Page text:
© 2023 Hawaiʻi Public Radio
Play Live Radio
Next Up:
Available On Air Stations

Henry Kapono made it big during the Hawaiian Renaissance. He's been pumping ever since

Henry Kapono at Hilton Hawaiian Village
Dana Edmunds
Courtesy Henry Kapono
Henry Kapono at Hilton Hawaiian Village

Recently we've been taking a look back at the 1970s in Hawaiʻi, the beginning of the Hawaiian Renaissance — 1978 is remembered as the year of a pivotal State Constitutional Convention. It was also the year Rap Reiplinger released his comedy album classic "Poi Dog." At the same time, the musical duo C and K opened doors for a new generation of musicians.

Henry Kapono speaking to HPR's Noe Tanigawa
Hawaiʻi Public Radio

"I grew up in Kapahulu. I'm full-blooded Hawaiian."

Henry Kapono Kaʻaihue started out more interested in sports. He attended Punahou on a baseball scholarship, then gravitated toward football. After high school, he found himself playing music around town, when an opportunity arose.

"Yeah, six weeks, we'll be in Singapore, Hong Kong, Thailand, yeah let's do it. So two years later I got home and I was a musician," he told HPR.

Henry Kapono Kaʻaihue outside Hawaiʻi Public Radio.
Noe Tanigawa
Henry Kapono Kaʻaihue outside Hawaiʻi Public Radio.

Meeting Cecilio Rodriguez was no accident. One evening in 1973, friends set up a dinner at a house on the North Shore.

"We ate and then we picked up our guitars and said, 'Well, let's start playing something.' So we played. First song we played was 'Four and Twenty.' We played that and we looked at each other, was like we practiced, you know. Like we rehearsed it."

"Everybody at the dinner looked at us and went, 'Whoa! That was amazing!' So we played about three songs and were blown away. And we said, 'Well, when are we going to get together?'"

Cecilio and Kapono, C and K, found themselves at the Rainbow Villa, next door to the popular Wave nightclub on Kalakaua.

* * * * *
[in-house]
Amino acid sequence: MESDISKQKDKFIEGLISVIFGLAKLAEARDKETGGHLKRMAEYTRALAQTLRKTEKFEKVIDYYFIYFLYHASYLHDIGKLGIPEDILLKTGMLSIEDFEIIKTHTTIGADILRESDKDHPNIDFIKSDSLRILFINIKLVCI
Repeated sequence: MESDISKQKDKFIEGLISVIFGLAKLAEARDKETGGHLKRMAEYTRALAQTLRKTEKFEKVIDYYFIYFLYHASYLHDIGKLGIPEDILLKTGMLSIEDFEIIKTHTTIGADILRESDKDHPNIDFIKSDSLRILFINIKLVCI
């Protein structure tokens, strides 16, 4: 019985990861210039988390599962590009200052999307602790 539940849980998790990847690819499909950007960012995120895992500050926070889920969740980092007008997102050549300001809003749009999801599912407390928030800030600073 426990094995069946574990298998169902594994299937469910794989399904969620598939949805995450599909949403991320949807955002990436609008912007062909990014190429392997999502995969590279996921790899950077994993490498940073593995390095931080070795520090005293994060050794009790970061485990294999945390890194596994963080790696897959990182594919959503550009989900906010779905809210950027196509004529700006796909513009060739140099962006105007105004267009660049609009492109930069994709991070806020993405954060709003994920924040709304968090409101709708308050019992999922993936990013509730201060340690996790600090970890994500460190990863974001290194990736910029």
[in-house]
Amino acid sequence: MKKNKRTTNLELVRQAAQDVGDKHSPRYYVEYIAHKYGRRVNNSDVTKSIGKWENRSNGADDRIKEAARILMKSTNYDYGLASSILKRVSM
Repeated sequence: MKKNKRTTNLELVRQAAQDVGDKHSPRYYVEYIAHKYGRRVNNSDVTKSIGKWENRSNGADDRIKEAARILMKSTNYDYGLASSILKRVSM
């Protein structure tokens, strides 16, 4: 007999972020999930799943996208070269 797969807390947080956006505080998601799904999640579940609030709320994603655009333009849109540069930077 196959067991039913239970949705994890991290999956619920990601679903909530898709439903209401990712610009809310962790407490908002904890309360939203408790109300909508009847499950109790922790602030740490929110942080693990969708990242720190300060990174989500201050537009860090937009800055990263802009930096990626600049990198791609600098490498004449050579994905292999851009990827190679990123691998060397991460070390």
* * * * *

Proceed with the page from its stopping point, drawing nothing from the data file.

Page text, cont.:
"So we were playing there and nobody was there. For three months nobody knew who we were so it was a good chance to rehearse. And drink tequila. We were writing as well."

C and K then got their big break opening for Frank Zappa at the Civic Auditorium.

"We started playing a lot of cover tunes in the beginning, and towards the end, we were playing a lot of our own songs. People were really enjoying our songs because a lot of our songs were about us. Our lifestyle then. Not just what we were doing, but what we were surrounded by. Everybody was doing it, you know? So I think everybody related to our songs."

C and K was the first contemporary local group to go national, signing with Columbia Records in 1974. They released nine collections over two decades as a duo. Let's close with Highway in the Sun.

Henry Kapono at Duke's in Waikīkī
Courtesy Outrigger Resorts
Henry Kapono at Duke's in Waikīkī

"Highway in the Sun? We were on a tour and you know Highway 101, between Ventura and Santa Barbara there's the Pacific Ocean on one side and the California hills. It was springtime, the California hills were beautiful. I said to my manager, 'Wow, you guys have beautiful flowers here.' We were all kinda stoned too. He said, 'Man, those are weeds.' I go, 'Man, you got some beautiful weeds here,'" Kapono said. "I said, 'I'm going to write a song.' By the time we got to Santa Barbara, the song was written already."

Henry Kapono Kaʻaihue performs every Sunday at Duke's in Waikiki and he's got a great Youtube channel.

This interview originally aired on The Aloha Friday Conversation on Feb. 11, 2022. The Conversation airs weekdays at 11 a.m. on HPR-1.

Noe Tanigawa covered art, culture and ideas for two decades at Hawaiʻi Public Radio.
Related Stories